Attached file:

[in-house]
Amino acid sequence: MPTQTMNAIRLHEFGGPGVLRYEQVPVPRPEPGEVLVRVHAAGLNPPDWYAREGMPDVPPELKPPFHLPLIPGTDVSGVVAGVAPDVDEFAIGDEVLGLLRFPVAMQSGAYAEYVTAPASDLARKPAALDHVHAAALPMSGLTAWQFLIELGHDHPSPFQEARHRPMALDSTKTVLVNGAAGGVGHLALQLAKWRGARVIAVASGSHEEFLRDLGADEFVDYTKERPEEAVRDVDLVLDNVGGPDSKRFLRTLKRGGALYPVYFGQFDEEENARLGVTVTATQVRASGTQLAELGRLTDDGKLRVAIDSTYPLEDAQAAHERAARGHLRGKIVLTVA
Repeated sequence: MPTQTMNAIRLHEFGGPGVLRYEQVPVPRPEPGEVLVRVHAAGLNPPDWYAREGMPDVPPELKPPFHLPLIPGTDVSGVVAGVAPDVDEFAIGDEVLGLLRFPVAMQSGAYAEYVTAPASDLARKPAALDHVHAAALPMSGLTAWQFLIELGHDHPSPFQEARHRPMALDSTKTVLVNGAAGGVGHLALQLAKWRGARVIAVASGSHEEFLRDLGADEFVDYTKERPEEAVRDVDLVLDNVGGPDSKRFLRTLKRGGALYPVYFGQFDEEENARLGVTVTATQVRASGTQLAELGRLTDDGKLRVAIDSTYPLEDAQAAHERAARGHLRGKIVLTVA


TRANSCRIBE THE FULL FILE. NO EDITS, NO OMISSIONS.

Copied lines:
[in-house]
Amino acid sequence: MPTQTMNAIRLHEFGGPGVLRYEQVPVPRPEPGEVLVRVHAAGLNPPDWYAREGMPDVPPELKPPFHLPLIPGTDVSGVVAGVAPDVDEFAIGDEVLGLLRFPVAMQSGAYAEYVTAPASDLARKPAALDHVHAAALPMSGLTAWQFLIELGHDHPSPFQEARHRPMALDSTKTVLVNGAAGGVGHLALQLAKWRGARVIAVASGSHEEFLRDLGADEFVDYTKERPEEAVRDVDLVLDNVGGPDSKRFLRTLKRGGALYPVYFGQFDEEENARLGVTVTATQVRASGTQLAELGRLTDDGKLRVAIDSTYPLEDAQAAHERAARGHLRGKIVLTVA
Repeated sequence: MPTQTMNAIRLHEFGGPGVLRYEQVPVPRPEPGEVLVRVHAAGLNPPDWYAREGMPDVPPELKPPFHLPLIPGTDVSGVVAGVAPDVDEFAIGDEVLGLLRFPVAMQSGAYAEYVTAPASDLARKPAALDHVHAAALPMSGLTAWQFLIELGHDHPSPFQEARHRPMALDSTKTVLVNGAAGGVGHLALQLAKWRGARVIAVASGSHEEFLRDLGADEFVDYTKERPEEAVRDVDLVLDNVGGPDSKRFLRTLKRGGALYPVYFGQFDEEENARLGVTVTATQVRASGTQLAELGRLTDDGKLRVAIDSTYPLEDAQAAHERAARGHLRGKIVLTVA